Farmer shocked by mutant cow born with two heads, four eyes and two mouths

Farmer Bhaskar, who operates a farm in Paarsalai village in southern India, was shocked when his healthy cow gave birth to a strange looking calf. The cloven-hooved baby has conjoined heads, four eyes and two mouths. However, notably, it only has one pair of ears.

The cow is a rarity, and its owner has not been the only one shocked by the development.

Now, visitors are travelling from far and wide to lay eyes on the strange calf.

Neighbouring villages have spread the word about the odd occurrence and now Farmer Bhaskar is dealing with crowds of curious onlookers.

In some regions of India, the cow has a sacred status.

Nepal and most states of India forbid the slaughter of cattle, with their meat being taboo.

This is because many ancient and medieval Hindu texts promote the protection of cows, with Hindu god Krishna often shown with cows.

The newborn calf is sadly unable to drink milk as it has two tongues.

This means Farmer Bhaskar must feed him milk from a bottle when he is hungry.

Animals born with two heads have the condition called bicephaly.

Those with bicephaly are formed by the same process as conjoined twins from monozygotic twin embryos.

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There are many records of this in Greek mythology, but two and three headed animals are the only multi-headed creatures seen in the real world.

Examples include snakes, bulls, sharks and prawns.

Bicephaly is a more common occurrence in snakes, because of inbreeding.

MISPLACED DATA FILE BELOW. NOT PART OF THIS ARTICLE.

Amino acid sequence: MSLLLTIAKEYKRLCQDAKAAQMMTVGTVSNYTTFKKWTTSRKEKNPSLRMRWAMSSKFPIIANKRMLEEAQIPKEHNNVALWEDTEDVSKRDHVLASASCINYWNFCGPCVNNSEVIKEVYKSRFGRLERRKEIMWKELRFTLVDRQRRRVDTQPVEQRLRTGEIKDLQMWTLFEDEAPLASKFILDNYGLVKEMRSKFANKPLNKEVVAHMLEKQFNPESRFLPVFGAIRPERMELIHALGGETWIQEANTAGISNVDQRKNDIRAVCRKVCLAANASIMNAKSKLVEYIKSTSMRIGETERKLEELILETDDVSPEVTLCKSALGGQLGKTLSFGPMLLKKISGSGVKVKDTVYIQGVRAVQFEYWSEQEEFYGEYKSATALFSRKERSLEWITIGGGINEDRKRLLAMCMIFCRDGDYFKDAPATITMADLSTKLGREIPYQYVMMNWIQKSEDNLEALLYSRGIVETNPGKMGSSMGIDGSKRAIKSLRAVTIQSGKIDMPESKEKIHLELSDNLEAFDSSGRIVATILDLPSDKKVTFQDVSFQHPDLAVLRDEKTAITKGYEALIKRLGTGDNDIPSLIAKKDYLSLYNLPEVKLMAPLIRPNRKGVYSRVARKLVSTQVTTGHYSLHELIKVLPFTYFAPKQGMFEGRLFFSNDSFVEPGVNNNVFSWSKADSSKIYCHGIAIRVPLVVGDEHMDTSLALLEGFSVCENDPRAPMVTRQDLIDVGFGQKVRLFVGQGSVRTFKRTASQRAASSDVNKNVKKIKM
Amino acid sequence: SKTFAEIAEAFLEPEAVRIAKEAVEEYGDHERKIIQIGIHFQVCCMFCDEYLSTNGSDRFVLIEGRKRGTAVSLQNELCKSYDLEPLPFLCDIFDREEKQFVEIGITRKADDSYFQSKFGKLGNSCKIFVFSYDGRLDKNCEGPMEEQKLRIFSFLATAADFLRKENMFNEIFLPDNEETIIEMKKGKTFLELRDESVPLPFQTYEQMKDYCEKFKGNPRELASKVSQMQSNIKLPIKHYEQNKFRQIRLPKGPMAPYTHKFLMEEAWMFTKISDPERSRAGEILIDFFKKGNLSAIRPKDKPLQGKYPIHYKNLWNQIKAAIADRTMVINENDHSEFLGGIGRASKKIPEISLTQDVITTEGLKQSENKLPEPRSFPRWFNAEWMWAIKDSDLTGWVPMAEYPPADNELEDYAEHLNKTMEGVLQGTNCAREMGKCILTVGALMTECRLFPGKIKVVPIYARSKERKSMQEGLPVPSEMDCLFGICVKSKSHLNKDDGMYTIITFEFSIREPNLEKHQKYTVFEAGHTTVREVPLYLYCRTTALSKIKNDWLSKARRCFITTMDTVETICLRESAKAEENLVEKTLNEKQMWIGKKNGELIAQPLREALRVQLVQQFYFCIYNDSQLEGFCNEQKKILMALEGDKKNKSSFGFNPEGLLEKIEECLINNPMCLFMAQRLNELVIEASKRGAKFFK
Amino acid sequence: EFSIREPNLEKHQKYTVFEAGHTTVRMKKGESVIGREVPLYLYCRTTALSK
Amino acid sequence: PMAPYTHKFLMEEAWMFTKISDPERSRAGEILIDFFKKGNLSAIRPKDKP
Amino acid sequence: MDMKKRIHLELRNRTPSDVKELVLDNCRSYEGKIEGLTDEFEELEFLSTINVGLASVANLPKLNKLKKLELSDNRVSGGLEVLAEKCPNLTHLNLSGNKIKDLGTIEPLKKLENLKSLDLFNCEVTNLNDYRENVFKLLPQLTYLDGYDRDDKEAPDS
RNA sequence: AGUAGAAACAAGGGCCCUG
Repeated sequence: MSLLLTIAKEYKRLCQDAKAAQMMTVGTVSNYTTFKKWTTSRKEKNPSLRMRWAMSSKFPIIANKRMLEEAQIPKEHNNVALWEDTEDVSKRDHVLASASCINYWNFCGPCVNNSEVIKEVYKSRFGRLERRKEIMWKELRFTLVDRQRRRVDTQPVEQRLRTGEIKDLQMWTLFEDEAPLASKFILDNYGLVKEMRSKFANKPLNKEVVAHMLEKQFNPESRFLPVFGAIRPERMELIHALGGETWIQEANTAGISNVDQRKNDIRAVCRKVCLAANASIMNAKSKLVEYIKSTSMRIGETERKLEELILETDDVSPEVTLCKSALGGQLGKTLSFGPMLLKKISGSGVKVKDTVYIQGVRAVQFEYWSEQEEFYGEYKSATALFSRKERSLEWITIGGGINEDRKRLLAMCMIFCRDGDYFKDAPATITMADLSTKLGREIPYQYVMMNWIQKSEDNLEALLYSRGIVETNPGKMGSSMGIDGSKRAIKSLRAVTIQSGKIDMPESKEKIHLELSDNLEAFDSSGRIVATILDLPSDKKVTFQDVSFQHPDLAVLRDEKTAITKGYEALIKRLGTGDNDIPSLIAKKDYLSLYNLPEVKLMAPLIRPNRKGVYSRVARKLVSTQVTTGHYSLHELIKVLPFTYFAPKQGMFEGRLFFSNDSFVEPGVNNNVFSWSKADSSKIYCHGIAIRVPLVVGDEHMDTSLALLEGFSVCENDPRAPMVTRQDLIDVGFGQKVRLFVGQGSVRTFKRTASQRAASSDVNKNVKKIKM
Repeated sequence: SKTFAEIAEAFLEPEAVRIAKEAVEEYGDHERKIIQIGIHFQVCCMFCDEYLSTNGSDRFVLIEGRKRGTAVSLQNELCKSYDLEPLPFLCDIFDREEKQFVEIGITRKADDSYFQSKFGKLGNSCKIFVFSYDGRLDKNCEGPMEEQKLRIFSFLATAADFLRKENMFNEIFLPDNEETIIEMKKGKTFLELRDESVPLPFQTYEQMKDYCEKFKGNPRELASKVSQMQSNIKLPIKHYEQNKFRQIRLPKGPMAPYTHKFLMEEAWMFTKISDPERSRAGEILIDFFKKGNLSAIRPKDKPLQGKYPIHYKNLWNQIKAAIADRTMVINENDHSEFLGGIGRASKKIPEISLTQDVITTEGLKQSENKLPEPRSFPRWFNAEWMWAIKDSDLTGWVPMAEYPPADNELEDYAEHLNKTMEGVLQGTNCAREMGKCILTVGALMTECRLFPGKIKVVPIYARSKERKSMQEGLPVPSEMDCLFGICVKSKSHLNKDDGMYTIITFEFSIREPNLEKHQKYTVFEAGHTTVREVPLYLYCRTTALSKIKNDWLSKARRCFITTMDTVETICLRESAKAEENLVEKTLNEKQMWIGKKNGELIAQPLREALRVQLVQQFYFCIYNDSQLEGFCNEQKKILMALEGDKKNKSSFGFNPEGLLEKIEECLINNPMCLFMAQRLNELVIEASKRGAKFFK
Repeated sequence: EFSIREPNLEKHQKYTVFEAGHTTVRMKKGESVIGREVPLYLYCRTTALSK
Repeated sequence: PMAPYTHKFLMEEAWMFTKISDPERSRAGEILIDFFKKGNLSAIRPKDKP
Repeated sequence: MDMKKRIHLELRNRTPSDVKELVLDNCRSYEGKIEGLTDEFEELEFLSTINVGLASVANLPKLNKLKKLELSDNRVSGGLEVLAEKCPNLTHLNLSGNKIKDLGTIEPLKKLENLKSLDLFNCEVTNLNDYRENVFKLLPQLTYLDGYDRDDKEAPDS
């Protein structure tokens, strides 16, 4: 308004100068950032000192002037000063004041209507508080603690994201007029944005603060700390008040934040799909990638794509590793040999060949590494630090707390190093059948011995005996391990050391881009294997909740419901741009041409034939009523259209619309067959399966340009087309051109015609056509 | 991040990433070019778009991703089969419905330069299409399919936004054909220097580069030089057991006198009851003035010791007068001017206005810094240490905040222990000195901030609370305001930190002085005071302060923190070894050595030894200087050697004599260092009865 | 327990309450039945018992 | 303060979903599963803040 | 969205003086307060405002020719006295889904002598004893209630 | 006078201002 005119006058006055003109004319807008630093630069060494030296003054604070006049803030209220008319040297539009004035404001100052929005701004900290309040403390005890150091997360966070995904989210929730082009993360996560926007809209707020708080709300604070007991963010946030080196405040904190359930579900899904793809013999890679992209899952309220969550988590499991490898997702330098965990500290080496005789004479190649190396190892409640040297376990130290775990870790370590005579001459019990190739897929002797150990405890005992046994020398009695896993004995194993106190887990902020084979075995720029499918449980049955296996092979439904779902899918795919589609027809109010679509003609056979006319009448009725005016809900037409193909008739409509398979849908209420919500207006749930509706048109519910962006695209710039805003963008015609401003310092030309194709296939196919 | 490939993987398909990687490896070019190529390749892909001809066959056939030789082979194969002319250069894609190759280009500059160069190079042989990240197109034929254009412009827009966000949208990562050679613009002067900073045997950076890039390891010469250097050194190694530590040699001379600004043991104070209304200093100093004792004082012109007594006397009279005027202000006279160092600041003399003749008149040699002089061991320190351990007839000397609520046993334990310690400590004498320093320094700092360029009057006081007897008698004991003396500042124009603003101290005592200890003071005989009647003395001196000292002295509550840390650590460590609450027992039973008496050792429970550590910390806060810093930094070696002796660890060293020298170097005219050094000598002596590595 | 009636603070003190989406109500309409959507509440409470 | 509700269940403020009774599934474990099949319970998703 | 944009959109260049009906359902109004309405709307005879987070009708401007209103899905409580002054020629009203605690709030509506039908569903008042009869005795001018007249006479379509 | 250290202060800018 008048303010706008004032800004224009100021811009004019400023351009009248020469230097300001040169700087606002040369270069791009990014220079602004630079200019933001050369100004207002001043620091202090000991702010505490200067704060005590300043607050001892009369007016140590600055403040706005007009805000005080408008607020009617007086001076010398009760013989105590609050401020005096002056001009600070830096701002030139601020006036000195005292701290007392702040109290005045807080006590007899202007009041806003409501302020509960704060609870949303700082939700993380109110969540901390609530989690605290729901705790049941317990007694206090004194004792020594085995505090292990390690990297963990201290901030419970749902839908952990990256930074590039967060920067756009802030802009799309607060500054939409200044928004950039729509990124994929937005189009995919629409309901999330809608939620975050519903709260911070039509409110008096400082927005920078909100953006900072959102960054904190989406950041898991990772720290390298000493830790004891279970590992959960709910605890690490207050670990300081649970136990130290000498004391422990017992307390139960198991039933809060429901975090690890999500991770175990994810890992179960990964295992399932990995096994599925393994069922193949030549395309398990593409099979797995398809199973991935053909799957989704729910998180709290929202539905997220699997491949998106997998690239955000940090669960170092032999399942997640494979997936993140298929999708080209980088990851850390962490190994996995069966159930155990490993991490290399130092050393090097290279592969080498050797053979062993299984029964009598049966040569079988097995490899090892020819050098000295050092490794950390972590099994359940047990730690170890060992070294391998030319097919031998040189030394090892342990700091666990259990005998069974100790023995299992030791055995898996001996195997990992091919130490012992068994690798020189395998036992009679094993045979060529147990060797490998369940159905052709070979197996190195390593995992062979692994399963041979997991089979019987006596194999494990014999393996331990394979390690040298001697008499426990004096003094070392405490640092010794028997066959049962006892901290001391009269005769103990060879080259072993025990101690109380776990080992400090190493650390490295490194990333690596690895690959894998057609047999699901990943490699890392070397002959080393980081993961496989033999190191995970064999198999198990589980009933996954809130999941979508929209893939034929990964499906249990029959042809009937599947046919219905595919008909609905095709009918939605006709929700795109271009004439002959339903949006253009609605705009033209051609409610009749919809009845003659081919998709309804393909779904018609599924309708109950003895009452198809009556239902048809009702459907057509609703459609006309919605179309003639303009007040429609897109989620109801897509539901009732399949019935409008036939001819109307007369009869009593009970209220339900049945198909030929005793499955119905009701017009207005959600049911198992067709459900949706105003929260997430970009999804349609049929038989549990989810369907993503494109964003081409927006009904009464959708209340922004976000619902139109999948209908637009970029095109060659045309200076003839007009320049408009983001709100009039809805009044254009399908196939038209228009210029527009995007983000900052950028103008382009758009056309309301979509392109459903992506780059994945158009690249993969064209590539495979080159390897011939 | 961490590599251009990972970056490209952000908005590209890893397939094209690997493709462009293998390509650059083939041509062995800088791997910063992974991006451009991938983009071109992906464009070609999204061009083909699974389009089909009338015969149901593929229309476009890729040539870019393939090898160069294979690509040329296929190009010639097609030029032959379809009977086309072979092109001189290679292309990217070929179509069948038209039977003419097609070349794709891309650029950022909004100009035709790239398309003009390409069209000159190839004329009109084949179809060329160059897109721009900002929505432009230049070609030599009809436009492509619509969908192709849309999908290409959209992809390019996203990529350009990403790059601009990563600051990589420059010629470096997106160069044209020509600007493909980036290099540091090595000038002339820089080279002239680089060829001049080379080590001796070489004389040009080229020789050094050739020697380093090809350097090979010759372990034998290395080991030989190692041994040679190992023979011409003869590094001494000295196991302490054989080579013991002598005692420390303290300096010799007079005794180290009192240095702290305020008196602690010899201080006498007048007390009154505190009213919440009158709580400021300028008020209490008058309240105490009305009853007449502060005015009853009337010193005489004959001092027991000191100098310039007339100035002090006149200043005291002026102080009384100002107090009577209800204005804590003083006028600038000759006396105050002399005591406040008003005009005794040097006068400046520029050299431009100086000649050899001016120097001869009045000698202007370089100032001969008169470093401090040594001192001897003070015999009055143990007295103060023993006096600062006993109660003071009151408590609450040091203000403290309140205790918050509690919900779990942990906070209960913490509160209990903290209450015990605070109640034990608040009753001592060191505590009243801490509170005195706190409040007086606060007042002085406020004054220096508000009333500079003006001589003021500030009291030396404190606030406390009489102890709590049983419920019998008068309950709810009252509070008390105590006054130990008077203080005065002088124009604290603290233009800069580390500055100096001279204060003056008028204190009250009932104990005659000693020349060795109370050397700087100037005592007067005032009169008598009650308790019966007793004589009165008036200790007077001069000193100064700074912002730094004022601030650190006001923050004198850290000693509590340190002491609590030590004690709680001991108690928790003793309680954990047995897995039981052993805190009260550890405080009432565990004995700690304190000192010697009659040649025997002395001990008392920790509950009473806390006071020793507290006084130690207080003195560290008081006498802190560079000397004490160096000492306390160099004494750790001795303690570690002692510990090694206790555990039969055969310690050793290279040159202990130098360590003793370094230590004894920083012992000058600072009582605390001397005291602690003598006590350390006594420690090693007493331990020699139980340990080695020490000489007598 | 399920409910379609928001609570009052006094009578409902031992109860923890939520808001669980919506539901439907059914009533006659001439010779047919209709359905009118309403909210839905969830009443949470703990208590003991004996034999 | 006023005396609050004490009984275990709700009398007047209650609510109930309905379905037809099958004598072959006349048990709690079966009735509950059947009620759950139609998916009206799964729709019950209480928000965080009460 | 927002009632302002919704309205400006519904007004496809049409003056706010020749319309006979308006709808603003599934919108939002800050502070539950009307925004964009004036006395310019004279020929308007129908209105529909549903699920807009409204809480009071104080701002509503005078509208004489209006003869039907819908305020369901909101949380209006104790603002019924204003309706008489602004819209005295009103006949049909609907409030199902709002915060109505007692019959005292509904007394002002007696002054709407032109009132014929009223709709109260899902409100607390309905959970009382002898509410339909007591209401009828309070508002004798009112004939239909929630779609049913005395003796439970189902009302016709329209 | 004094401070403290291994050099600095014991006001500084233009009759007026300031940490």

But notable about animals with this condition is that their heads often do not co-operate with one another.

Herpetologist Dr John Kleopfer told ABC: “Sometimes with two-headed animals you’ll get one head that’s a little bit more dominant over the other one.”

But the chances of a two-headed mammal are also far more rare than their reptilian counterparts.

This makes the new cow even more of a marvel.

Dr Justin Adams, who studies the anatomy of animals, suggested snakes seemed to have more two-headed offspring because of the frequency of their conception.

But the exposed nature of reptiles in eggs makes them more likely to develop problems as seen in the new cow.

He said issues such as temperature fluctuations, radiation and chemical toxicity could all affect reptilian offspring.

Sadly, an animal of this sort remaining alive for long is not common.

Although both mother and baby seem fine in terms of health, it is not clear how the baby cow will develop in future.

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